Debugging JavaScript with the Node Debugger

It’s a trap! You’ve spent a good amount of time making changes, nothing works. Perusing through the code shows no signs of errors. You go over the logic once, twice or thrice, and run it a few times more. Even unit tests can’t save you now, they too are failing. This feels like staring at an empty void without knowing what to do. You feel alone, in the dark, and starting to get pretty angry.

A natural response is to throw code quality out and litter everything that gets in the way. This means sprinkling a few print lines here and there and hope something works. This is shooting in pitch black and you know there isn’t much hope.

You think the darkness is your ally

Does this sound all too familiar? If you’ve ever written more than a few lines of JavaScript, you may have experienced this darkness. There will come a time when a scary program will leave you in an empty void. At some point, it is not smart to face peril alone with primitive tools and techniques. If you are not careful, you’ll find yourself wasting hours to identify trivial bugs.

The better approach is to equip yourself with good tooling. A good debugger shortens the feedback loop and makes you more effective. The good news is Node has a very good one out of the box. The Node debugger is versatile and works with any chunk of JavaScript.

Below are strategies that have saved me from wasting valuable time in JavaScript.

The Node CLI Debugger

The Node debugger command line is a useful tool. If you are ever in a bind and can’t access a fancy editor, for any reason, this will help. The tooling uses a TCP-based protocol to debug with the debugging client. The command line client accesses the process via a port and gives you a debugging session.

You run the tool with node debug myScript.js, notice the debug flag between the two. Here are a few commands I find you must memorize:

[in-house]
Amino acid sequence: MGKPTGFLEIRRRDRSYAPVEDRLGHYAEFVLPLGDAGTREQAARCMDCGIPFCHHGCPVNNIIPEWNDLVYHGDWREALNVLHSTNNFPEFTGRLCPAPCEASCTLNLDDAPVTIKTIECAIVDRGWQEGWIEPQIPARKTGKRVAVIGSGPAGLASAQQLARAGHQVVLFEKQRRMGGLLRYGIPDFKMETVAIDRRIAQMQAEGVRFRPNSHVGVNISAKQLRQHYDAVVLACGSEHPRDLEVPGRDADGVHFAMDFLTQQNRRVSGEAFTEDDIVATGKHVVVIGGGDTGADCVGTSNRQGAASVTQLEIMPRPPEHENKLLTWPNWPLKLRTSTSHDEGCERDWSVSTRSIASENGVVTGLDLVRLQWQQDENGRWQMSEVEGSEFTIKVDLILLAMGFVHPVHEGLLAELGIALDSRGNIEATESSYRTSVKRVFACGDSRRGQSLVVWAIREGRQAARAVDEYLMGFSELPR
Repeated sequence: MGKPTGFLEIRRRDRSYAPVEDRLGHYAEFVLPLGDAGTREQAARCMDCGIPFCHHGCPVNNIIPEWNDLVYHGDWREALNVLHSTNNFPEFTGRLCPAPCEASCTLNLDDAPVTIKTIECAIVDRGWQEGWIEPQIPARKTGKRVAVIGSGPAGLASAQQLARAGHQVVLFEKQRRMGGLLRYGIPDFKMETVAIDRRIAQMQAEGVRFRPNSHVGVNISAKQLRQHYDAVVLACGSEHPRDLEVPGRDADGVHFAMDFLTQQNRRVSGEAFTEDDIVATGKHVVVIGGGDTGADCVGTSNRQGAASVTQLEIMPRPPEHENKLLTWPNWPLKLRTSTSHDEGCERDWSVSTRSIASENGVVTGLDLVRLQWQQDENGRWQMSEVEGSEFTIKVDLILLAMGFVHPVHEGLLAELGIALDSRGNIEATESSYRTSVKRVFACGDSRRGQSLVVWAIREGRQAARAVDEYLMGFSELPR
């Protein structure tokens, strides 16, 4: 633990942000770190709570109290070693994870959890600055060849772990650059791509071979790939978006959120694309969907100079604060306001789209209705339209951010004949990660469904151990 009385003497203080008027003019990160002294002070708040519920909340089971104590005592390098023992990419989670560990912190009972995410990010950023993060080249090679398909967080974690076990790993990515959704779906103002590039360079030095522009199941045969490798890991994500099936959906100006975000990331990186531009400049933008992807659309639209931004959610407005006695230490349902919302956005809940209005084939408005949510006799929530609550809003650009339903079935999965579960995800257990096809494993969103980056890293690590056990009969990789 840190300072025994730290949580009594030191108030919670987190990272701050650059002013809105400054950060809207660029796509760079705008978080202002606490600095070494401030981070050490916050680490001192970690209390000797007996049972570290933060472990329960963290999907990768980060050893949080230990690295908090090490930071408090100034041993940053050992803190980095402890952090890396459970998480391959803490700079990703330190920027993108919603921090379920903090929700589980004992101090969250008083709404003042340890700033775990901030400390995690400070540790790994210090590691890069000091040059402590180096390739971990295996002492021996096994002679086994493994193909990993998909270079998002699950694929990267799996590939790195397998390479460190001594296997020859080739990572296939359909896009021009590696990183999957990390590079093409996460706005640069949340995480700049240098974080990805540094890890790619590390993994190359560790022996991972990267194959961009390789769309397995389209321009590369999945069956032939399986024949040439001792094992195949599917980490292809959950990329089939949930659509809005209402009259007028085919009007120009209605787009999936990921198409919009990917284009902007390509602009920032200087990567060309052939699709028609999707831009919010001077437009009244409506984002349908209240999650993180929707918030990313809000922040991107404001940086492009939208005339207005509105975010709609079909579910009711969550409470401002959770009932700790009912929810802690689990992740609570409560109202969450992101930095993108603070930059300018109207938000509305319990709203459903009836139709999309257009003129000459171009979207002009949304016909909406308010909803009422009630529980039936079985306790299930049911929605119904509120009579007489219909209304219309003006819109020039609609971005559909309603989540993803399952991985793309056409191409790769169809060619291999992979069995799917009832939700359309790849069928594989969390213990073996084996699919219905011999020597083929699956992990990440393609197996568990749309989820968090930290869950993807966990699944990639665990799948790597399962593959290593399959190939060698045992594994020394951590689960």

• sb('myScript.js', 1) set a breakpoint on first line of your script
  • c continue the paused process until you hit a breakpoint
  • repl open the debugger’s Read-Eval-Print-Loop (REPL) for evaluation

Don’t Mind the Entry Point

When you set the initial breakpoint, one tip is that it’s not necessary to set it at the entry point. Say myScript.js, for example, requires myOtherScript.js. The tool lets you set a breakpoint in myOtherScript.js although it is not the entry point.

For example:

// myScript.js
var otherScript = require('./myOtherScript');

var aDuck = otherScript();

Say that other script does:

// myOtherScript.js
module.exports = function myOtherScript() {
  var dabbler = {
    name: 'Dabbler',
    attributes: [
      { inSeaWater: false },
      { canDive: false }
    ]
  };

  return dabbler;
};

If myScript.js is the entry point, don’t worry. You can still set a breakpoint like this, for example, sb('myOtherScript.js', 10). The debugger does not care that the other module is not the entry point. Ignore the warning, if you see one, as long as the breakpoint is set right. The Node debugger may complain that the module hasn’t loaded yet.

Time for a Demo of Ducks

Time for a demo! Say you want to debug the following program:

function getAllDucks() {
  var ducks = { types: [
    {
      name: 'Dabbler',
      attributes: [
        { inSeaWater: false },
        { canDive: false }
      ]
    },
    {
      name: 'Eider',
      attributes: [
        { inSeaWater: true },
        { canDive: true }
      ]
    } ] };

  return ducks;
}

getAllDucks();

Using the CLI tooling, this is how you’d do a debugging session:

> node debug debuggingFun.js
> sb(18)
> c
> repl

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Source: Sitepoint